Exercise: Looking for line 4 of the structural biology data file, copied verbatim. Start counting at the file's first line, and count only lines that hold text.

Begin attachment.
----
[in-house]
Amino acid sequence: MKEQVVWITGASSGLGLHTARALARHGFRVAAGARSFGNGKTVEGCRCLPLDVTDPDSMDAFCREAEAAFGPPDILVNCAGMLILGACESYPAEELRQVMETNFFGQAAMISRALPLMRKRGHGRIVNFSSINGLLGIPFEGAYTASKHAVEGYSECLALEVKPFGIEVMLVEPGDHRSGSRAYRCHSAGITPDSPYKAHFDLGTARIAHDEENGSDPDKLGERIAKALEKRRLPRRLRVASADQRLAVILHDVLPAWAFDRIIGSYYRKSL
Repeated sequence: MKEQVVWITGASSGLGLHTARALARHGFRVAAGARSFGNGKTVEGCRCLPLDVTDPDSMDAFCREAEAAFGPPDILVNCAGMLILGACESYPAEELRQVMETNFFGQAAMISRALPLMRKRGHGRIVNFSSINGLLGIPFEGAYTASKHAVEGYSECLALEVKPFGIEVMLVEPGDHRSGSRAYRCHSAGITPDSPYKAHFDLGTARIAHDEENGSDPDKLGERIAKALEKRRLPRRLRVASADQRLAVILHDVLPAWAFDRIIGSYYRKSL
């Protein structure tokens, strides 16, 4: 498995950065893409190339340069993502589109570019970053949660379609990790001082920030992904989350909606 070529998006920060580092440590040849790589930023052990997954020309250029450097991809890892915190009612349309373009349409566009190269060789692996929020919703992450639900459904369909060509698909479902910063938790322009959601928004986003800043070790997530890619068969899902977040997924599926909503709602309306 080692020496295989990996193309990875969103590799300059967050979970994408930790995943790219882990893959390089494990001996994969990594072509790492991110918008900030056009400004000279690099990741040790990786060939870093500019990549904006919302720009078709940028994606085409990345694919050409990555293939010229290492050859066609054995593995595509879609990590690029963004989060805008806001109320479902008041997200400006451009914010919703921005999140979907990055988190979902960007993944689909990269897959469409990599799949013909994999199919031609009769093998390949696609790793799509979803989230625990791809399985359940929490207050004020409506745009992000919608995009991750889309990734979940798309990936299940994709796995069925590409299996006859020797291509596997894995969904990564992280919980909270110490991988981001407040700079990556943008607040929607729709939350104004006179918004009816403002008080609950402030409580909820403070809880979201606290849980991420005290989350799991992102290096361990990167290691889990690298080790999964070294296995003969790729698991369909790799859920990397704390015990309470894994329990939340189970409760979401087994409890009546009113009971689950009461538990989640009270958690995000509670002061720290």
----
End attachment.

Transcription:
């Protein structure tokens, strides 16, 4: 498995950065893409190339340069993502589109570019970053949660379609990790001082920030992904989350909606 070529998006920060580092440590040849790589930023052990997954020309250029450097991809890892915190009612349309373009349409566009190269060789692996929020919703992450639900459904369909060509698909479902910063938790322009959601928004986003800043070790997530890619068969899902977040997924599926909503709602309306 080692020496295989990996193309990875969103590799300059967050979970994408930790995943790219882990893959390089494990001996994969990594072509790492991110918008900030056009400004000279690099990741040790990786060939870093500019990549904006919302720009078709940028994606085409990345694919050409990555293939010229290492050859066609054995593995595509879609990590690029963004989060805008806001109320479902008041997200400006451009914010919703921005999140979907990055988190979902960007993944689909990269897959469409990599799949013909994999199919031609009769093998390949696609790793799509979803989230625990791809399985359940929490207050004020409506745009992000919608995009991750889309990734979940798309990936299940994709796995069925590409299996006859020797291509596997894995969904990564992280919980909270110490991988981001407040700079990556943008607040929607729709939350104004006179918004009816403002008080609950402030409580909820403070809880979201606290849980991420005290989350799991992102290096361990990167290691889990690298080790999964070294296995003969790729698991369909790799859920990397704390015990309470894994329990939340189970409760979401087994409890009546009113009971689950009461538990989640009270958690995000509670002061720290």